25 Parties to Compete in the General Election

By , 04 May 2018, 14:40 PM Politics
25 Parties to Compete in the General Election JL Flanner

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All our election coverage can be found here, while our profiles of the major parties are here

STA, 4 May 2018 - A total of 25 parties and lists submitted their candidates for the 3 June general election by the midnight deadline. Twenty-two parties, including all parliamentary parties, fielded candidates in all electoral units. The lists will be verified in the coming days, the National Electoral Commission said on Friday.

The Modern Centre Party (SMC), Democrats (SDS), Pensioners' Party (DeSUS), Social Democrats (SD), Left, New Slovenia (NSi) and the party of former Prime Minister Alenka Bratušek fielded candidates in the eight electoral units, ans so have several other parties.

The Marjan Šarec List (LMŠ) of comedian-turned-mayor who nearly defeated the favoured incumbent in the 2017 presidential election plans to make it among the top three parties, while Bojan Dobovšek, a former SMC deputy, and Andrej Čuš, a former SDS deputy, will try to secure another term with their respective parties, the Good State and the Greens.

The National Party (SNS) and the People's Party (SLS) will try to get back into parliament after failing to make the 4% threshold in the last and the last two elections, respectively.

Two alliances have also fielded candidates in all electoral units: the Kangler&Primc - United Right and the United Left - Unity.

Some other non-parliamentary parties and newcomers, including the list of media owner Bojan Požar, Solidarity and the Pirate Party also submitted lists in all electoral units.

The Socialist Party of Slovenia submitted candidates in seven electoral units, the ReSET party in three and Forward Slovenia in one.

Despite announcements to the opposite, the Liberal Democrats (LDS), the dominant party of the 1990s, the New Social Democrats and the Taxpayers Standing Our Ground will not enter the race.

However, Taxpayers Standing Our Ground's Vili Kovačič, whose dogged opposition to the government-sponsored bill on the Koper-Divača rail expansion led to the resignation of PM Miro Cerar just months before the regular election, will run as a candidate on Požar's list.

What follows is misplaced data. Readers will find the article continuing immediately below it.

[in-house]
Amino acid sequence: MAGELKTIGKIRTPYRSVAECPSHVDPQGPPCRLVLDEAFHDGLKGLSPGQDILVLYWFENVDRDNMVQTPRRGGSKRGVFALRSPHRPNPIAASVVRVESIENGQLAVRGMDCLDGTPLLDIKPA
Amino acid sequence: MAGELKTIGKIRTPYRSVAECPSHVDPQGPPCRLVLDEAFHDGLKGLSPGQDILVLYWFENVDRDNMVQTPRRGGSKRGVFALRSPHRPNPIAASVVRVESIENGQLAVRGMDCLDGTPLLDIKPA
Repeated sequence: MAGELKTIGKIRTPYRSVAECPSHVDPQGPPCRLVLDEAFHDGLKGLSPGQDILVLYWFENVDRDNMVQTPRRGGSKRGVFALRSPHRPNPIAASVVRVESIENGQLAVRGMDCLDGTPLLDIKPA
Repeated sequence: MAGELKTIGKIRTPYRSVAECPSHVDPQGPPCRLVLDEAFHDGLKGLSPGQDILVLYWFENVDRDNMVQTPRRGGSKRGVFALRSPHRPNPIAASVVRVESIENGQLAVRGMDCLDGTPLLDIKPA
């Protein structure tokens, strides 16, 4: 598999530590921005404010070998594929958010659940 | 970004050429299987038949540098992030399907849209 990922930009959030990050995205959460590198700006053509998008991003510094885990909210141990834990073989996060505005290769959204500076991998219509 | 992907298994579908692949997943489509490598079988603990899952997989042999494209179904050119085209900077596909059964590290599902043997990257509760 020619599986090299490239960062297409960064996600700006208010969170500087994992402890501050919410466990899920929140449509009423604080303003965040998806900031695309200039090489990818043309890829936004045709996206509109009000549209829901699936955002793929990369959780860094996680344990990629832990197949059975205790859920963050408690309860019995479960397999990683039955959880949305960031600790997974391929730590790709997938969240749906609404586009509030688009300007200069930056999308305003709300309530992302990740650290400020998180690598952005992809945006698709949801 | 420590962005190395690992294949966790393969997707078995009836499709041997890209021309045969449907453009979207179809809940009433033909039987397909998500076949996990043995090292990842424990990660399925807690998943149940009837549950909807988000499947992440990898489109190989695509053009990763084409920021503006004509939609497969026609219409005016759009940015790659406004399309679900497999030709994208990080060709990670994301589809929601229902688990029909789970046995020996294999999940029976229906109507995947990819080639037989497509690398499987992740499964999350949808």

Electoral commissions in the eight electoral units will verify the candidacies in the coming days. The commissions will then put forward the lists of candidates in individual units by 13 May, and the National Electoral Commission will unveil the completed lists by 18 May.

The number of parties that filed candidacies in this year's election matches the record number that ran in the first parliamentary election in independent Slovenia in 1992.

The large number of slates on offer is expected, according to Tanja Starič, a senior home policy analyst at the public broadcaster RTV Slovenija.

This is likely to lead to a fragmentation of the vote, which ends up benefiting major players given that the votes of those who do not make the 4% threshold to enter parliament are distributed among the successful parties, she said.

The fragmentation is likely to be more pronounced on the left, where major players as well as many of the smaller parties are competing.

If the votes on the left indeed fragment as expected, the centre-right SDS is likely to emerge as the winner, she said, but cautioned that the race between the top players was so close it was impossible to make forecasts with any accuracy at this point.

All our election coverage can be found here, while our profiles of the major parties are here.

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